Operetta Research Center
27 May, 2019
With an Offenbach conference coming up in June in Cologne that includes a section dedicated to “Discourses and Identities” and a talk on “The Birth of Operetta from the Spirit of Pornography” it seems only fitting that a “Revealing New Musical” called Shooting Star should premiere a few weeks earlier which takes a closer look at today’s porn industry and combines elements that Jacques Offenbach and his authors also used back in the 1860s.
As I sat in the small Hudson Theatre in Los Angeles last week-end, for the world premiere of Shooting Star, lines from Émile Zola’s novel Nana (1880) went through my head: we read there that in the midst of an operetta performance at the Théâtre des Variétés the star, young and attractive Nana in the role of Venus, appears naked and that a shiver goes through the house. “The men’s faces were tense and serious, their nostrils narrowed, their mouths prickly and parched,” writes Zola about Nana’s effect on the audience. Her sensual exposure opens “the gates of the unknown world of desire.” Moving forward 150 years, I can only say that watching young tenor Taubert Nadalini in the male lead role of Taylor Trent also sends a shiver through my body when he suddenly takes off his clothing, playing a porn actor on the set of a porn shoot, doing what porn actors do under such circumstances. (Which you don’t actually see in the staging by Michael Bello, it’s blackened out by stroboscopic light; but you get a pretty good idea anyway.)
Seeing the handsome and endearing Mr. Nadalini fully exposed creates a highly uncomfortable, even disturbing effect – it displays the boy-next-door-character like a piece of raw meat, and it forces the viewer to consider his/her reaction(s). It’s a balancing act, a provocation and stimulation, a slap in the face and incredibly arousing, all at the same time. It makes me wonder if that’s how Nana’s audience might have reacted back in the Parisian opéra-bouffe days of the 1860s and 70s?
In her book Bound and Gagged Laura Kipnis writes that “coursing through pornography’s dimly lit corridors are far larger issues.” She recommends “reading between the bodies” to get to a deeper meaning of things. And there is a deeper meaning to Shooting Star, just as there is a deeper meaning to Offenbach’s “obscenity” so criticized by his contemporaries.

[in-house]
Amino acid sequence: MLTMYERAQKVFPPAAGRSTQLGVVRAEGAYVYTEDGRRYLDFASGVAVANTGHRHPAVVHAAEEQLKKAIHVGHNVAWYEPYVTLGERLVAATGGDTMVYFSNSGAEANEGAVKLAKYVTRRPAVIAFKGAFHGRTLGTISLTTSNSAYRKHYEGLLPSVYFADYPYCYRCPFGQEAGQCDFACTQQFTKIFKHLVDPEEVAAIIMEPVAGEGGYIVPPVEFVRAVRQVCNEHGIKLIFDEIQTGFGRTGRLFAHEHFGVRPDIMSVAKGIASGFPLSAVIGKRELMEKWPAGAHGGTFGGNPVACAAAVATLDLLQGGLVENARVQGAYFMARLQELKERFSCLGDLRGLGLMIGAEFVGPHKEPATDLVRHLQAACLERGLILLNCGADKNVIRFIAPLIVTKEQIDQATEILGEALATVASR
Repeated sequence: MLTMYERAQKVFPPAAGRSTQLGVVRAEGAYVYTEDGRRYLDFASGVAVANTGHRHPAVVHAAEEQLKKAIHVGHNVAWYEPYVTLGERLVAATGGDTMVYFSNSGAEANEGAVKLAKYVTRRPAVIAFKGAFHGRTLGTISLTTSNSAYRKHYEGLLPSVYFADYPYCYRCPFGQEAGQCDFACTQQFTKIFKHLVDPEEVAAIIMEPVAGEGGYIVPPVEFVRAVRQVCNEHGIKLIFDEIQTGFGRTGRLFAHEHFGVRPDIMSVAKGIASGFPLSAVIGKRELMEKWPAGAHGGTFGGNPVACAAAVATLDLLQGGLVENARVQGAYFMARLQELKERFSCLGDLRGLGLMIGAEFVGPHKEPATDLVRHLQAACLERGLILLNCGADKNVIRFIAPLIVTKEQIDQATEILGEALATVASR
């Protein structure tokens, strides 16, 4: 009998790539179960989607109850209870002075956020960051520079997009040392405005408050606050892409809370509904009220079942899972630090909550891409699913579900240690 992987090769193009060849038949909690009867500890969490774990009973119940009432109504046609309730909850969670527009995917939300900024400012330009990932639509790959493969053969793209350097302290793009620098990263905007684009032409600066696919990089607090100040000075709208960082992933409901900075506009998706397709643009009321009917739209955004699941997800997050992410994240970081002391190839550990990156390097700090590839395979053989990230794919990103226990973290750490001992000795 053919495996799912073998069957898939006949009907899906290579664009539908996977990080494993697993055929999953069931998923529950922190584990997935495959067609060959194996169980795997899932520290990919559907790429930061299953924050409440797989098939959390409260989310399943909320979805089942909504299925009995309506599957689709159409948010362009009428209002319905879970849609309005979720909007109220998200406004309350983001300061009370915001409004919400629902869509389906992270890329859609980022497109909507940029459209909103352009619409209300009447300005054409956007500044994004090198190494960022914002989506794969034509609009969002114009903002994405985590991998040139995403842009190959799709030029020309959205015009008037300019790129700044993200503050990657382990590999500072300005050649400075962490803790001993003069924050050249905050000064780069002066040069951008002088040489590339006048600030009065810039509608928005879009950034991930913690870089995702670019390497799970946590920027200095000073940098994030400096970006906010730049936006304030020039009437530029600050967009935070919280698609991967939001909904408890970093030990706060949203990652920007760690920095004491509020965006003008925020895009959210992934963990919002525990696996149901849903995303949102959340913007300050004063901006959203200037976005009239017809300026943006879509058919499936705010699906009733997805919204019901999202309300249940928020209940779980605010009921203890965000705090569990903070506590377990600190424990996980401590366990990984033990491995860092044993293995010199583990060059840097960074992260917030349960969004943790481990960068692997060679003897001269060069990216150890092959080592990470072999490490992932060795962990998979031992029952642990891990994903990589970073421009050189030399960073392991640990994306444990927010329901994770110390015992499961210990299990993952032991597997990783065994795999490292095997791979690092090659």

As in Nana, the main character in Shooting Star is dreaming of a career in the spotlight – with adoring fans and big pay checks. His career is the way out of provincial life. And just as Nana cannot quite manage to make it onto the “respectable” stages of Paris, Shooting Star’s Taylor Trent’s dream of a “legit” film career in Hollywood doesn’t quite happen. So he chooses an alternative path that runs parallel to the “real” world, and that is a copy of this “real” world, just like the demi-monde world was, so strongly associated with Offenbach. It’s a world many don’t wish to acknowledge or talk about publicly. Even though everyone consumes it, admires it, lusts after it, but feels slightly ashamed of. Even in this day and age.
I shared my ideas about “The Birth of Operetta from the Spirit of Pornography” with a famous operetta researcher recently and got much inspired feedback. But when I asked him if he fancied writing something about the topic himself he declined, saying it would ruin his reputation as a serious theater historian. Notwithstanding the fact that Linda Williams published her book Hardcore as far back as 1989, opening academia for porn research and teaching at Berkeley University. In 2013 Elizabeth Wollman published Hard Times: The Adult Musical in 1970s New York City with Oxford University Press without ruining her reputation. She states: “Most [of these adult musicals] were meant to comment on the sociosexual mores of the time: to criticize them, praise them, educate audiences about them, spoof them, and capitalize on them.”